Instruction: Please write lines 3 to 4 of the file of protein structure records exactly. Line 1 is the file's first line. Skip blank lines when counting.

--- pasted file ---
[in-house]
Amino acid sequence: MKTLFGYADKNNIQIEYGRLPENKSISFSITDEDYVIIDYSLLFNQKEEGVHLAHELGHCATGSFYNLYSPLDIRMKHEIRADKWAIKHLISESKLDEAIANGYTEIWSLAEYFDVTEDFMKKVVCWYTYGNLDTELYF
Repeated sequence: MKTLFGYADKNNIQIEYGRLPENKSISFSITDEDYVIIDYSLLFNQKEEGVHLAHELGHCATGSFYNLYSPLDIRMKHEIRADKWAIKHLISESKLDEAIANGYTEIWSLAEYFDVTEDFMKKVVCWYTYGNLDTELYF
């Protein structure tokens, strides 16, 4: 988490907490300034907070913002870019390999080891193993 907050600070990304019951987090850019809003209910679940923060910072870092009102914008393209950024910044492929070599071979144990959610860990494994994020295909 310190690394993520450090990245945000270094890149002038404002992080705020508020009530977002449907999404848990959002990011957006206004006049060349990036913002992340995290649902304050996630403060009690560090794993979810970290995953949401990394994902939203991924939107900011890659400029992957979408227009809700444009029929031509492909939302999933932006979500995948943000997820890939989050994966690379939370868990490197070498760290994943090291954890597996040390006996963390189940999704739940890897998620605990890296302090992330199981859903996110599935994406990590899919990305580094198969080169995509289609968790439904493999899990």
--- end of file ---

Repeated sequence: MKTLFGYADKNNIQIEYGRLPENKSISFSITDEDYVIIDYSLLFNQKEEGVHLAHELGHCATGSFYNLYSPLDIRMKHEIRADKWAIKHLISESKLDEAIANGYTEIWSLAEYFDVTEDFMKKVVCWYTYGNLDTELYF
């Protein structure tokens, strides 16, 4: 988490907490300034907070913002870019390999080891193993 907050600070990304019951987090850019809003209910679940923060910072870092009102914008393209950024910044492929070599071979144990959610860990494994994020295909 310190690394993520450090990245945000270094890149002038404002992080705020508020009530977002449907999404848990959002990011957006206004006049060349990036913002992340995290649902304050996630403060009690560090794993979810970290995953949401990394994902939203991924939107900011890659400029992957979408227009809700444009029929031509492909939302999933932006979500995948943000997820890939989050994966690379939370868990490197070498760290994943090291954890597996040390006996963390189940999704739940890897998620605990890296302090992330199981859903996110599935994406990590899919990305580094198969080169995509289609968790439904493999899990």